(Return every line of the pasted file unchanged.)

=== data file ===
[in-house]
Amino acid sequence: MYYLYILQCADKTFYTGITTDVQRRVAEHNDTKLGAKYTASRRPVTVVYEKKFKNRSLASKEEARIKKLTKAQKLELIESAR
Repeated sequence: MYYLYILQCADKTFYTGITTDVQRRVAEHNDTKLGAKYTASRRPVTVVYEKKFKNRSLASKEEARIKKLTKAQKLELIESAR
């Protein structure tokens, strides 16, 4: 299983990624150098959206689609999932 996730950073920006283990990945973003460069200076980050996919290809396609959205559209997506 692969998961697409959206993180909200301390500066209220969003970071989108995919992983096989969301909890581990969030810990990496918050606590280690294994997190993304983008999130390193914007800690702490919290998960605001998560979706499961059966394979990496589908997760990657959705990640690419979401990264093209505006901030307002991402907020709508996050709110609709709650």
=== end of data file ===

[in-house]
Amino acid sequence: MYYLYILQCADKTFYTGITTDVQRRVAEHNDTKLGAKYTASRRPVTVVYEKKFKNRSLASKEEARIKKLTKAQKLELIESAR
Repeated sequence: MYYLYILQCADKTFYTGITTDVQRRVAEHNDTKLGAKYTASRRPVTVVYEKKFKNRSLASKEEARIKKLTKAQKLELIESAR
């Protein structure tokens, strides 16, 4: 299983990624150098959206689609999932 996730950073920006283990990945973003460069200076980050996919290809396609959205559209997506 692969998961697409959206993180909200301390500066209220969003970071989108995919992983096989969301909890581990969030810990990496918050606590280690294994997190993304983008999130390193914007800690702490919290998960605001998560979706499961059966394979990496589908997760990657959705990640690419979401990264093209505006901030307002991402907020709508996050709110609709709650």